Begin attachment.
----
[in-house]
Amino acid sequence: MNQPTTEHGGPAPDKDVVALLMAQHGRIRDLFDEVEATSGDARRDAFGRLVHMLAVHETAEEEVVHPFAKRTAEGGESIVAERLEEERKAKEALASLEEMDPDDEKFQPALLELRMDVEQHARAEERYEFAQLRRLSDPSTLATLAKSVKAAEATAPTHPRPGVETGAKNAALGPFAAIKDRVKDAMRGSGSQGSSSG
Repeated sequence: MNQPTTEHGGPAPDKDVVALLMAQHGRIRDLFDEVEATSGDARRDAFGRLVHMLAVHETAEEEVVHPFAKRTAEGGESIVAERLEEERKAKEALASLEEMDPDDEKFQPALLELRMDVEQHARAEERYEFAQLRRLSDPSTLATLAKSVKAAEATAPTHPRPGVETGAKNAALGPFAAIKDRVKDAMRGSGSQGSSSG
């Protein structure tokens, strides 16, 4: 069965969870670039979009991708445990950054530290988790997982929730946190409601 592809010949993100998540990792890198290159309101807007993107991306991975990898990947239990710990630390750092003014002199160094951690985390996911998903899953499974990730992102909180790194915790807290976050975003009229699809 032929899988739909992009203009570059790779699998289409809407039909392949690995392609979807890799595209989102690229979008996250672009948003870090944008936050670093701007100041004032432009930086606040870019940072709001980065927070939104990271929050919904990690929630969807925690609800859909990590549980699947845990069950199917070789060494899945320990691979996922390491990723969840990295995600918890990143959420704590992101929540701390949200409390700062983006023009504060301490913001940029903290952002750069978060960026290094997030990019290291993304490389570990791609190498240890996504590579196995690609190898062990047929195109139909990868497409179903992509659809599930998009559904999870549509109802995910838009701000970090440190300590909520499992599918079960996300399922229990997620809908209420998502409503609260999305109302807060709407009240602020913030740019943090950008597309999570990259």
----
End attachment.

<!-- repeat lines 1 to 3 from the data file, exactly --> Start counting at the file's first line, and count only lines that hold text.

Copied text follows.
[in-house]
Amino acid sequence: MNQPTTEHGGPAPDKDVVALLMAQHGRIRDLFDEVEATSGDARRDAFGRLVHMLAVHETAEEEVVHPFAKRTAEGGESIVAERLEEERKAKEALASLEEMDPDDEKFQPALLELRMDVEQHARAEERYEFAQLRRLSDPSTLATLAKSVKAAEATAPTHPRPGVETGAKNAALGPFAAIKDRVKDAMRGSGSQGSSSG
Repeated sequence: MNQPTTEHGGPAPDKDVVALLMAQHGRIRDLFDEVEATSGDARRDAFGRLVHMLAVHETAEEEVVHPFAKRTAEGGESIVAERLEEERKAKEALASLEEMDPDDEKFQPALLELRMDVEQHARAEERYEFAQLRRLSDPSTLATLAKSVKAAEATAPTHPRPGVETGAKNAALGPFAAIKDRVKDAMRGSGSQGSSSG